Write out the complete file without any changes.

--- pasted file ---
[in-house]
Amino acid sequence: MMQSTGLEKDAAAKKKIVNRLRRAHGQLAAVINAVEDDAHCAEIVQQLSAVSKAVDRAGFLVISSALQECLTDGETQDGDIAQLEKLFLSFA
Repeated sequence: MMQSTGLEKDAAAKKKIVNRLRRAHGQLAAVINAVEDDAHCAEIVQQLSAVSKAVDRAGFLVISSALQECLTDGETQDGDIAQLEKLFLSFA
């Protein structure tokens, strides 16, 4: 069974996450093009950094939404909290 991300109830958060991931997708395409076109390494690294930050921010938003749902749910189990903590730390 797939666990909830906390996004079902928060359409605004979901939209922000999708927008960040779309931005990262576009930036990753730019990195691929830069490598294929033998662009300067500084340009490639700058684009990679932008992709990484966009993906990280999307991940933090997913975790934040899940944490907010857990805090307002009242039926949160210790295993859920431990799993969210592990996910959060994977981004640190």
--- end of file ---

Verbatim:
[in-house]
Amino acid sequence: MMQSTGLEKDAAAKKKIVNRLRRAHGQLAAVINAVEDDAHCAEIVQQLSAVSKAVDRAGFLVISSALQECLTDGETQDGDIAQLEKLFLSFA
Repeated sequence: MMQSTGLEKDAAAKKKIVNRLRRAHGQLAAVINAVEDDAHCAEIVQQLSAVSKAVDRAGFLVISSALQECLTDGETQDGDIAQLEKLFLSFA
């Protein structure tokens, strides 16, 4: 069974996450093009950094939404909290 991300109830958060991931997708395409076109390494690294930050921010938003749902749910189990903590730390 797939666990909830906390996004079902928060359409605004979901939209922000999708927008960040779309931005990262576009930036990753730019990195691929830069490598294929033998662009300067500084340009490639700058684009990679932008992709990484966009993906990280999307991940933090997913975790934040899940944490907010857990805090307002009242039926949160210790295993859920431990799993969210592990996910959060994977981004640190």